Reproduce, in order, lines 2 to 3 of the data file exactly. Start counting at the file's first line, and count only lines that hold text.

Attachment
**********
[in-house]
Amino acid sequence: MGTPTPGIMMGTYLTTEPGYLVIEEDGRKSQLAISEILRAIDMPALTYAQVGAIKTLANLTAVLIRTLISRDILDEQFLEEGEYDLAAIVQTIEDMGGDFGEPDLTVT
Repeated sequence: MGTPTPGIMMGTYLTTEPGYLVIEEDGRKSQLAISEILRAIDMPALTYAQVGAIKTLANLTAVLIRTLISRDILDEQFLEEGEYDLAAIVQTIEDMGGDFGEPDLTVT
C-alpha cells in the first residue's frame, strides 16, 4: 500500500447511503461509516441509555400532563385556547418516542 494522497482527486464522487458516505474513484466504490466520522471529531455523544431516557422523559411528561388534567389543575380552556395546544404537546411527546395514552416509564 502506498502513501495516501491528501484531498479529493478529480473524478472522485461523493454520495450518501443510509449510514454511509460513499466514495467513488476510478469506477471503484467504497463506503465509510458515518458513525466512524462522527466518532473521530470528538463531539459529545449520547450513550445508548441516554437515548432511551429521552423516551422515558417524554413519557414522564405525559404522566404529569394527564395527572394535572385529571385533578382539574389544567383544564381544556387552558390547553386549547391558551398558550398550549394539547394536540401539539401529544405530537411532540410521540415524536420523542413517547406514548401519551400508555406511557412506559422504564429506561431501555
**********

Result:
Amino acid sequence: MGTPTPGIMMGTYLTTEPGYLVIEEDGRKSQLAISEILRAIDMPALTYAQVGAIKTLANLTAVLIRTLISRDILDEQFLEEGEYDLAAIVQTIEDMGGDFGEPDLTVT
Repeated sequence: MGTPTPGIMMGTYLTTEPGYLVIEEDGRKSQLAISEILRAIDMPALTYAQVGAIKTLANLTAVLIRTLISRDILDEQFLEEGEYDLAAIVQTIEDMGGDFGEPDLTVT